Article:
(App.56.) On December 8, 2009, John Richie, one of the attorneys for Sands, contacted Webster Hart, counsel for John Menard, Jr. and Menard, Inc. Hart advised Richie that he was not willing to sign a stipulation of dismissal “that did not involve his client.” (App.59.) On December 11, 2009, Sands filed a motion to enforce settlement in the Wisconsin action. The Wisconsin court conducted a hearing on January 7, 2010.
On February 10, 2010, the Wisconsin court entered an order of enforcement, which provided in pertinent part:
On or about November 24, 2009, Sands, MH Equity, and Managing Member, by and through their respective counsel, entered into a binding settlement agreement whereby Sands agreed to dismiss with prejudice her claims against MH Equity in the above-captioned proceeding in exchange for the dismissal with prejudice of claims brought by Managing Member against Sands in litigation pending in the Superior Court of Marion County, Indiana, Case No. 49D100901 CC 004792 (the “Marion County Action”).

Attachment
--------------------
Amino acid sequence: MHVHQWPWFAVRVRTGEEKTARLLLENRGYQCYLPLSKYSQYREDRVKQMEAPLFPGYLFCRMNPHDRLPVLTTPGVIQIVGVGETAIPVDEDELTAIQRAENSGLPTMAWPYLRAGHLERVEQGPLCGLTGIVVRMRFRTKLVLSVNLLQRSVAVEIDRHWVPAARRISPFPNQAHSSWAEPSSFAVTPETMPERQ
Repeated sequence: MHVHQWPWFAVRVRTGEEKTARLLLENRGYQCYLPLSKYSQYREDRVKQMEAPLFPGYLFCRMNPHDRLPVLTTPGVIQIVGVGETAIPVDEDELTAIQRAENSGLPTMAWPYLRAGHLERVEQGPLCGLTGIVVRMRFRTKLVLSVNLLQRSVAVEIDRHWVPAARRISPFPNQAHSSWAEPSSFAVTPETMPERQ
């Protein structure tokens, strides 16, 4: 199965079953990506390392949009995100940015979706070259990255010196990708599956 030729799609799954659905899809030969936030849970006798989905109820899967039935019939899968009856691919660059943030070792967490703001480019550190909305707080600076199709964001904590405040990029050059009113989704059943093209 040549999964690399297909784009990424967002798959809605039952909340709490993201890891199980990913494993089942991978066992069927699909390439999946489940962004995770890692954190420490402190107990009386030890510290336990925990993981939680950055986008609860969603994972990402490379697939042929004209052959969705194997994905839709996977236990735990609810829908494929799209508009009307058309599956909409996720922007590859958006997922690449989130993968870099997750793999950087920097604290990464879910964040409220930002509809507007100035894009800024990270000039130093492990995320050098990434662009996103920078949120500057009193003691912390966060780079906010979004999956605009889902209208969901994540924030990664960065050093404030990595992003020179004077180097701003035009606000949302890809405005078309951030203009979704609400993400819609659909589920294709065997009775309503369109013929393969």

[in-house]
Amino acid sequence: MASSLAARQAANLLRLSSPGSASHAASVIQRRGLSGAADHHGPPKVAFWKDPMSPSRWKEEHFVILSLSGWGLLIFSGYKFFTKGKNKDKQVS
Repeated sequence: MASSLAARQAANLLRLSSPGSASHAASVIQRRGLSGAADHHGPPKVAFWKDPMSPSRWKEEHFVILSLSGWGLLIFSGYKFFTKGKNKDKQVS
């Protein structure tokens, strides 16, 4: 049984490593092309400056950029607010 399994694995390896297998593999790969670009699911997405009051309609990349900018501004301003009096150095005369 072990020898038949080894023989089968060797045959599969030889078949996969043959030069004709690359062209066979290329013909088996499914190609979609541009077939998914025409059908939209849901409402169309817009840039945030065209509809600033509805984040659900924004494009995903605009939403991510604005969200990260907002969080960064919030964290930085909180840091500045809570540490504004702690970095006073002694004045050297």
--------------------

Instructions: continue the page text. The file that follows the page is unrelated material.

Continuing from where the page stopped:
On the basis of the foregoing finding of fact,
IT IS HEREBY ORDERED THAT:
1. Sands' claims against MH Equity in the above-captioned proceeding are hereby dismissed with prejudice.
2. If Sands files a motion to enforce the settlement agreement against Managing Member in the Marion County Action and the Court in that Action denies Sands' motion, then Sands may file a motion for reconsideration of this Order and reinstatement of her claims against MH Equity in the above-captioned proceeding.
(App.57-58.) Sands moved the Marion County Superior Court to enforce settlement in the Indiana case. On May 5, 2010, the trial court entered an order providing in relevant part:
Defendant sufficiently shows an enforceable settlement agreement.
The Wisconsin judgment enforcing the settlement agreement should be respected as a matter of comity here.